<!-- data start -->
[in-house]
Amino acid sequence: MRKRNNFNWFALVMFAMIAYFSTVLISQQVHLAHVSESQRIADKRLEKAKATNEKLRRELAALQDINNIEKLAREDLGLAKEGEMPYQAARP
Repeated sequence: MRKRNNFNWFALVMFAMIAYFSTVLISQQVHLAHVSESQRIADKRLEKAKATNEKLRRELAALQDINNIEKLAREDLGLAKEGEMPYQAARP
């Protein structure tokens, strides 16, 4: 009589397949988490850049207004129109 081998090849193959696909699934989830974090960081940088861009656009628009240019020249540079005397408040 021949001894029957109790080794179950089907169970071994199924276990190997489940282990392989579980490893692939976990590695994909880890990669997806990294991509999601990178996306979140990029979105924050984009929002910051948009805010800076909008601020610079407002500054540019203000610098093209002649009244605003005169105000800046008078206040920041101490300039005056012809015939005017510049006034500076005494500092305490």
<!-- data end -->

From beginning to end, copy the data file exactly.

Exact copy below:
[in-house]
Amino acid sequence: MRKRNNFNWFALVMFAMIAYFSTVLISQQVHLAHVSESQRIADKRLEKAKATNEKLRRELAALQDINNIEKLAREDLGLAKEGEMPYQAARP
Repeated sequence: MRKRNNFNWFALVMFAMIAYFSTVLISQQVHLAHVSESQRIADKRLEKAKATNEKLRRELAALQDINNIEKLAREDLGLAKEGEMPYQAARP
């Protein structure tokens, strides 16, 4: 009589397949988490850049207004129109 081998090849193959696909699934989830974090960081940088861009656009628009240019020249540079005397408040 021949001894029957109790080794179950089907169970071994199924276990190997489940282990392989579980490893692939976990590695994909880890990669997806990294991509999601990178996306979140990029979105924050984009929002910051948009805010800076909008601020610079407002500054540019203000610098093209002649009244605003005169105000800046008078206040920041101490300039005056012809015939005017510049006034500076005494500092305490």